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ABSHIRE v. CHICAGO AND EASTERN ILLINOIS RAILROAD CO.

December 11, 1972

MICHAEL KENNETH ABSHIRE, PLAINTIFF,
v.
CHICAGO AND EASTERN ILLINOIS RAILROAD COMPANY, AN INDIANA CORPORATION, DEFENDANT.



The opinion of the court was delivered by: Bauer, District Judge.

MEMORANDUM OPINION AND ORDER

This cause comes on defendant's motion to dismiss the complaint. This is an action to redress alleged deprivation of the plaintiff's civil rights pursuant to the Civil Rights Act of 1964, 42 U.S.C. § 2000e et seq., and the Civil Rights Act of 1870, 42 U.S.C. § 1981.

The plaintiff is a male United States citizen who resides in the State of Illinois. The defendant, the Chicago and Eastern Illinois Railroad Company, is an Indiana corporation doing business in the State of Illinois in the greater Chicago area. The defendant company is engaged in the operation and maintenance of railroad service and is an employer within the meaning of 42 U.S.C. § 2000e(b) and (c). More specifically, the defendant corporation is engaged in an industry affecting commerce, and employs at least 25 persons.

In his complaint, plaintiff alleges, inter alia, the following facts:

1. Prior to the 5th of April, 1971 the plaintiff, Michael Kenneth Abshire, was employed as a switchman by the Chicago and Eastern Illinois Railroad Company.

2. The plaintiff was dismissed from said employment on or about the 5th of April, 1971 because of the length of his hair. At that time the plaintiff's hair was the same length as that of females who were employed by the defendant.*fn1

3. On August 11, 1971, the plaintiff filed written charges of such discrimination, under oath, with the Equal Employment Opportunity Commission (hereinafter referred to as "EEOC"), alleging denial by the defendant of petitioner's rights under Title VII of the Civil Rights Act of 1964, 42 U.S.C. § 2000e et seq.

4. The complaint was filed with this Court within 30 days after the plaintiff received a letter from the EEOC stating that he was entitled to institute a civil suit in the appropriate federal District Court.

In his prayer for relief, the plaintiff requests both monetary and injunctive relief.

The defendant, in support of its motion to dismiss, contends that the plaintiff has failed to exhaust his state remedies. In particular, the defendant contends that plaintiff has never applied to the Illinois Fair Employment Practices Commission, as required by § 706(b) of the Civil Rights Act of 1964, 42 U.S.C. § 2000e-5(b).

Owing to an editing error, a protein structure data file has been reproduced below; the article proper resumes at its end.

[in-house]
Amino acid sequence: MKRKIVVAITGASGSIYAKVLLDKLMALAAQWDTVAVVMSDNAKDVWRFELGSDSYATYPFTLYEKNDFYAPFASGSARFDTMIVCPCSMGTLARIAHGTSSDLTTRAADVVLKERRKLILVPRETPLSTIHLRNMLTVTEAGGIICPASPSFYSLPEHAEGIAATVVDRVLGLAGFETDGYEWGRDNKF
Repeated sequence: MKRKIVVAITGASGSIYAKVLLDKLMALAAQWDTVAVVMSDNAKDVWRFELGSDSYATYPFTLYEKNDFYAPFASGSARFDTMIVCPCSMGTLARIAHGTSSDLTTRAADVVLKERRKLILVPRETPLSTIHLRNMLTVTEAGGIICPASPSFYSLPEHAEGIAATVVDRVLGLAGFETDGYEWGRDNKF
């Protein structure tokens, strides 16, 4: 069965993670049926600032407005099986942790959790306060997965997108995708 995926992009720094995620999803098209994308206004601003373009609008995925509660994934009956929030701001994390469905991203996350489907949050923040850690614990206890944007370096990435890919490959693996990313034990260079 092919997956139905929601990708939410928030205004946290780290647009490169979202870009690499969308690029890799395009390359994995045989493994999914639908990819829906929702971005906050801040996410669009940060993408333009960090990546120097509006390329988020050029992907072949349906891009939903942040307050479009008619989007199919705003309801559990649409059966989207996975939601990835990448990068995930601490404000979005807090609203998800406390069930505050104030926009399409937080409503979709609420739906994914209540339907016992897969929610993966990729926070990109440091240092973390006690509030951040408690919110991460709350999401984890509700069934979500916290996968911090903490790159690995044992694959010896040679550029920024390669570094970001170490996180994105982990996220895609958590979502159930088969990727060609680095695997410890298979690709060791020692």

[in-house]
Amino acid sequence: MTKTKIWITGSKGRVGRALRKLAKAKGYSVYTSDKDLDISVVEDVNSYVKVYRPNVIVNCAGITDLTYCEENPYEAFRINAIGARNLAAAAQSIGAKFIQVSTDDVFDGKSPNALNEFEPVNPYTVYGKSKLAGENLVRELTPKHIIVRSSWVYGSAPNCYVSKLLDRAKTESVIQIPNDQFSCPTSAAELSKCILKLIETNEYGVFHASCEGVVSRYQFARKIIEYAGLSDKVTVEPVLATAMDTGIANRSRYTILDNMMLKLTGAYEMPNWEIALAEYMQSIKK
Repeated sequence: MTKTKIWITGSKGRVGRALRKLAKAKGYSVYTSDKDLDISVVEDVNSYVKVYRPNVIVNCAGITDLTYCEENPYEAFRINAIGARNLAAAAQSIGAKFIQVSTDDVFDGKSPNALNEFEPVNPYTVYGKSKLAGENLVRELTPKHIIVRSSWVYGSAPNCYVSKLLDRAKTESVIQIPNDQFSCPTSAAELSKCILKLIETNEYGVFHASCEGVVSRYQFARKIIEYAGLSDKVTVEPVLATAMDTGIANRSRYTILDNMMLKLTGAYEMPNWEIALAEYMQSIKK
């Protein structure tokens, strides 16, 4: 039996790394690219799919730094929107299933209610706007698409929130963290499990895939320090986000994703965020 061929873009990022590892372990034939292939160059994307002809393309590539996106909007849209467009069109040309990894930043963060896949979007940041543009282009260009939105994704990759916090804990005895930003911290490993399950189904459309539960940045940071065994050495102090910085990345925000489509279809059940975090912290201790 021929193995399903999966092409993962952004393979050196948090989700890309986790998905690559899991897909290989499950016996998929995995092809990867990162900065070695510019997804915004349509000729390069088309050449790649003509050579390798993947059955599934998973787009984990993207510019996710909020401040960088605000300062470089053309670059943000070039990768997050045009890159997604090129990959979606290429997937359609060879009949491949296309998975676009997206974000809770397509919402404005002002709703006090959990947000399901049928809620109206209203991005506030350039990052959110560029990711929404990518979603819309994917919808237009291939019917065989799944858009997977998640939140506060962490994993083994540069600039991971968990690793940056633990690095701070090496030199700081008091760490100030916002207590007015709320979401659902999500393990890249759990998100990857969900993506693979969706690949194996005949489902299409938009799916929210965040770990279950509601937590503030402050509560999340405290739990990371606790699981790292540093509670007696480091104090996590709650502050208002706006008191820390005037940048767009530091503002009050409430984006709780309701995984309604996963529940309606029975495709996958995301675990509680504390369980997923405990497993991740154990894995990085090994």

It is the opinion of this Court that the plaintiff has failed to allege a proper basis for jurisdiction in this Court under 42 U.S.C. § 2000e-5(b) and § 1981.

I. THE PLAINTIFF HAS FAILED TO FULFILL THE JURISDICTIONAL
    REQUIREMENT OF § 706(b) OF THE CIVIL RIGHTS ACT OF 1964,
    42 U.S.C. § 2000e-5(b).

It is well settled that subsection 2000e-5(b) contains a clear mandate requiring the victim of an alleged unlawful employment practice to proceed under available state statutes and administrative remedies before a charge can be filed with the EEOC.*fn2 See Equal Employment Opportunity Commission v. Union Bank, 408 F.2d 867 (9th Cir. 1969); Stebbins v. Nationwide Mutual Insurance Company, 382 F.2d 267 (4th Cir. 1967), cert. denied, 390 U.S. 910, 88 S.Ct. 836, 19 L.Ed.2d 880 (1968). Illinois, the situs of the alleged discrimination, has a Fair Employment Practices Act and a Fair Employment Practices Commission. See 48 Ill.Rev.Stat. § 851 et seq. The parties have represented to this Court that neither the plaintiff, nor the EEOC, have filed a complaint under the Illinois Fair Employment Practices Act.*fn3

The defendant, in addition to its verbal statement to this Court, has submitted an affidavit from Maxine Longanecker, Administrative Assistant to the Director of the Illinois Fair Employment Practices Commission, which attests to the fact that the docket book of the Commission reveals no charge of employment discrimination filed by or on behalf of the plaintiff against the defendant. The plaintiff's claim of alleged sexual discrimination as the cause for his discharge from employment by the defendant is actionable under Chapter 48 § 853(a) of the Illinois Revised Statutes.*fn4 The Illinois Fair Employment Practices Commission is empowered to grant the plaintiff adequate relief under ยงยง 856 and 858 of Chapter 48 of ...


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